Wednesday, April 4, 2012

The Life, Words and Actions of Spottswood Rice - Freedom Fighter (Part 2)

Pension Index Card indicating that Spottswood Rice filed for and receive a Civil War Pension

In the previous post I shared information about Spottswood Rice, a man who authored a touching letter to his children and a fiery letter to the woman Kitty Diggs who continued to hold his daughters in bondage. 

In my search to find out more about Spottswood Rice the man--I have been amazed.

Hoping to only learn if he and Mary his beloved daughter were ever reunited, I learned so much more about the life of this remarkable man.

Some background:  He was a slave of Benjamin Lewis in Missouri. His wife and children were enslaved by Kitty Diggs and he was only allowed to see his family two days a week. When the Civil War came, he had the chance to enlist in the Union Army, along with others from the same area. He enlisted near Glascow Missouri. Soon, after being stationed at Benton  Barracks some of the family joined him there, with hundreds of other contraband ex slaves who had freed themselves.

Some details about his life were shared in the 1930s when his daughter Mary told her story in one of the WPA Slave Narrative interviews. It was so revealing that Mary Rice Bell's story was re-enacted by living historians of Iron Gate Theatre.

Slave Narrative Re-enactment of Mary Bell, daughter of Spottswood Rice

Mary Rice Bell's interview does deserve to be read in it's entirety. The links to the seven page are below. 

She describes what her father Spottswood's life was like before Freedom. The slave holder Benjamin Lewis was a vicious and cruel man, but Spottswood's spirit was never broken. 

His daughter Mary also explains the arrangement and how the family was split between two households, and two slave holders. The Rice family suffered greatly at  the hands of both slave holders.Benjamin Lewis tormented Spottswood physically, and Mary, her mother and her siblings had few comforts under the hands of Kitty Lewis.  

However, in her interview, she also answered a major question for me---she explains how Spottswood learned to read and write. 

"His owner's son taught him how to read and dat made him so mad because my father read the emancipation to de other slaves and it made dem so happy dey could not work well and de got so no one could manage dem when dey found out dey were to be freed in such a short time.

She points out that one of her brothers also died in the war, and she points what life was like in the early days of freedom.  

It does appear that the family did make it eventually to Benton Barracks and she described those early days of attending schools while still living there. By those remarks about her life at Benton Barracks (see 2nd page of her interview) it is evident that she was among the many contraband slaves who found their way to freedom, so we know that she did get reunited with her father there.  

She later was educated at one of the many church schools being created for former slave children.

After the war, Spottswood Rice was found living in Missouri with his wife and children in 1870. And what a joy it is see that Mary, his beloved daughter was indeed there in the household with her parents.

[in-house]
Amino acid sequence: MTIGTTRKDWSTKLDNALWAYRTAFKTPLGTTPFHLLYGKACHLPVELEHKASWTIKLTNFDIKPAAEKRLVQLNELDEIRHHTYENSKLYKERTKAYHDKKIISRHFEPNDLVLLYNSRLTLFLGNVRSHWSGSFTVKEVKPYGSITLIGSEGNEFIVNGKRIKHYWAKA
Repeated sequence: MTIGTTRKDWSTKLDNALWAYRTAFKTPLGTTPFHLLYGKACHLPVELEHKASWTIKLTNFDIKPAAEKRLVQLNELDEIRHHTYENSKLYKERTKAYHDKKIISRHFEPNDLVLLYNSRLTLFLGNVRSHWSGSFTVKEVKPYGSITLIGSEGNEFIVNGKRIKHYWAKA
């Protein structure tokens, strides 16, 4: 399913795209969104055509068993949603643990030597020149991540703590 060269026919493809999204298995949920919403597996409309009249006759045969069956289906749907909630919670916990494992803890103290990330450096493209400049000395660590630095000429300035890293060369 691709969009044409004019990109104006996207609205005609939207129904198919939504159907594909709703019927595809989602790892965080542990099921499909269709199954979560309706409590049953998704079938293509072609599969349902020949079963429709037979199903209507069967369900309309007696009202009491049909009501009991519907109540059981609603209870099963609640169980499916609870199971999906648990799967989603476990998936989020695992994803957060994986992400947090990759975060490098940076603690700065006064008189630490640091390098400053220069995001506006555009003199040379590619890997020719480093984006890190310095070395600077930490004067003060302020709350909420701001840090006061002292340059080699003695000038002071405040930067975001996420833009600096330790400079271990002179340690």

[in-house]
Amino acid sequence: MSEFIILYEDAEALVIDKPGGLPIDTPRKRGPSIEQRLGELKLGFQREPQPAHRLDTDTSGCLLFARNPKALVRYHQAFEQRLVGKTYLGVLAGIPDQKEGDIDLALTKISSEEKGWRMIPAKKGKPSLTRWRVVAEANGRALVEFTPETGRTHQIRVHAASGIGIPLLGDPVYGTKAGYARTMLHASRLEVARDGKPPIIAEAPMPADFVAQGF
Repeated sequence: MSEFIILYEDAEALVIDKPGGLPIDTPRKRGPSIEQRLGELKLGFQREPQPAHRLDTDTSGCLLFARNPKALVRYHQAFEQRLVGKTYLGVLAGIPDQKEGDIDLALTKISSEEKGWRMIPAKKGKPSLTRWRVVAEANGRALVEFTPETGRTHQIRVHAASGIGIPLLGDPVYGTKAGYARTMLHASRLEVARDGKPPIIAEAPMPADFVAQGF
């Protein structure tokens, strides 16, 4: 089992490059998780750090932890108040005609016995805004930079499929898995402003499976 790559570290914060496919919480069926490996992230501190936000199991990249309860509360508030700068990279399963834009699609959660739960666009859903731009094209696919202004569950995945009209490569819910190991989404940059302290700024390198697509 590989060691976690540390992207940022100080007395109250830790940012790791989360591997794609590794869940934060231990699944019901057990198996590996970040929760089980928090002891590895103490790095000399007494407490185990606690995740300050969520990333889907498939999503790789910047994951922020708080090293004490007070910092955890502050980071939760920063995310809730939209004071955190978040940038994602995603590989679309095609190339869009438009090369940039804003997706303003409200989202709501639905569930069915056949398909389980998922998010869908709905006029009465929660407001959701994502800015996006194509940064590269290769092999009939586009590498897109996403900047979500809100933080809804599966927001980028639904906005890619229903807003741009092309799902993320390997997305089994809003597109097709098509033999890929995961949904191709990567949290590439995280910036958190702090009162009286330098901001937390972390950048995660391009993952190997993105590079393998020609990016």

In 1880, Spottswood  still resided in Missouri--but his occupation had changed. He was now a minister of the gospel by profession. And Mary was now married and her husband and children resided with Spottswood and "Arrah" Rice. 

1880 Census reflecting Spottswood Rice and family
Source: Year: 1880; Census Place: Saint Louis, St Louis (Independent City), Missouri
Roll: 735; Family History Film: 1254735; Page: 92B; Enumeration District: 395; Image: 0007

The official newspaper of the AME Church is an historic paper called The Christian Recorder. Thanks to the efforts of the website Accessible Archives older editions of this publication have been digitized. All editions from 1861 to 1902 are digitized. Since Spottswood Rice was a minister I decided to see if his name might appear in any issue of this newspaper.

What a surprise--I found his name frequently in this publication and was able to track his life. In the 1880 census he was listed as a minister. I learned from the AME publication exactly when he was ordained. In the fall of 1874 Spottswood Rice became an elder of the AME Church. An announcement of his being promoted to an elder appeared in a fall issue of the Christian Recorder.

The Christian Recorder October 29, 1874, p. 2
Image can be seen at Accessible Archives where this journal is digitized.

Spottwood's life was an active one as a minister in the AME Church. 

He lived for several  years in St. Louis, and then later, in Clarksville Missouri to the north. He eventually was given further responbilities in the church and moved west in the 1880s.  By 1882 he was in New Mexico. 

When the thread first appeared on Facebook about this man, I learned that he had served in the Union Army just as the letter had stated. I also learned that he had filed for and received a Civil War pension. So, last week, and I traveled to the National Archives in Washington, specifically to inspect his file. Thankfully it was there, and it was an impressive file.

First of all, I noticed one thing right away. On most documents that required his signature---he signed his name. No "X" mark--but his full signature.

Signature of Spottswood Rice from Pension File

In addition, to signing his own name when required, I found one document that had been completed entirely by Spottswood himself. And on that record, he wrote down the dates of birth of his children in his own hand. 

This document was completed by the man Spottswood himself and he reveals the death of his first wife, 
and the names and birth dates of all of his living children.

As I read through the file, I could tell that Spottswood Rice the man was a strong spirited man, and a very proud man. The mere act of his completing the form himself is rarely seen.